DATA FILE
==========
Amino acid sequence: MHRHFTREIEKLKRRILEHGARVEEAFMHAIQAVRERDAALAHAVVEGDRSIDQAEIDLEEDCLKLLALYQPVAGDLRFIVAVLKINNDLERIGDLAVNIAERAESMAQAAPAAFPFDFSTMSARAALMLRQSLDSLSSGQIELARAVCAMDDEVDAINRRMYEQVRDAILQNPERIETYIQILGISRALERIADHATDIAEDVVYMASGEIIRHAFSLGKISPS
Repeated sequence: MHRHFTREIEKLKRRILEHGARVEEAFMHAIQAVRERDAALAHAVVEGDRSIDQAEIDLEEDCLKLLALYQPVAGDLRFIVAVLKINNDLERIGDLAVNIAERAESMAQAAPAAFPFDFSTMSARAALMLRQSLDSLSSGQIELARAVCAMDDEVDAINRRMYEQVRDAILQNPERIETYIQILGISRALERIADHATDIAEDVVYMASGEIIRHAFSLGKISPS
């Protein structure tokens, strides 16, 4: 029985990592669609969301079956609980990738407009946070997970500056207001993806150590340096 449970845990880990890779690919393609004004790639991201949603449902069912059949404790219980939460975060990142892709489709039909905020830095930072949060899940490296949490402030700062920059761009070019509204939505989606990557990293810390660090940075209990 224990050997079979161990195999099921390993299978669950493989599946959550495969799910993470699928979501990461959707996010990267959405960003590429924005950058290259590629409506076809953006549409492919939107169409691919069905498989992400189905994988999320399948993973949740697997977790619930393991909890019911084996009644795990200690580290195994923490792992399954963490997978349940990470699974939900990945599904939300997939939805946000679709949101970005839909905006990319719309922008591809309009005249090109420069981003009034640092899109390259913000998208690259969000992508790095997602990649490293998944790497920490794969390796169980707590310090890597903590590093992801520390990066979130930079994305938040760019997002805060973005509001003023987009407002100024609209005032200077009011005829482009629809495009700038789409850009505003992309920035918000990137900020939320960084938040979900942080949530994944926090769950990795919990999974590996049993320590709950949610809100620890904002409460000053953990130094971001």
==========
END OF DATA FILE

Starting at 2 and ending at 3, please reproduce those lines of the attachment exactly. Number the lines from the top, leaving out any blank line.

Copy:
Repeated sequence: MHRHFTREIEKLKRRILEHGARVEEAFMHAIQAVRERDAALAHAVVEGDRSIDQAEIDLEEDCLKLLALYQPVAGDLRFIVAVLKINNDLERIGDLAVNIAERAESMAQAAPAAFPFDFSTMSARAALMLRQSLDSLSSGQIELARAVCAMDDEVDAINRRMYEQVRDAILQNPERIETYIQILGISRALERIADHATDIAEDVVYMASGEIIRHAFSLGKISPS
């Protein structure tokens, strides 16, 4: 029985990592669609969301079956609980990738407009946070997970500056207001993806150590340096 449970845990880990890779690919393609004004790639991201949603449902069912059949404790219980939460975060990142892709489709039909905020830095930072949060899940490296949490402030700062920059761009070019509204939505989606990557990293810390660090940075209990 224990050997079979161990195999099921390993299978669950493989599946959550495969799910993470699928979501990461959707996010990267959405960003590429924005950058290259590629409506076809953006549409492919939107169409691919069905498989992400189905994988999320399948993973949740697997977790619930393991909890019911084996009644795990200690580290195994923490792992399954963490997978349940990470699974939900990945599904939300997939939805946000679709949101970005839909905006990319719309922008591809309009005249090109420069981003009034640092899109390259913000998208690259969000992508790095997602990649490293998944790497920490794969390796169980707590310090890597903590590093992801520390990066979130930079994305938040760019997002805060973005509001003023987009407002100024609209005032200077009011005829482009629809495009700038789409850009505003992309920035918000990137900020939320960084938040979900942080949530994944926090769950990795919990999974590996049993320590709950949610809100620890904002409460000053953990130094971001």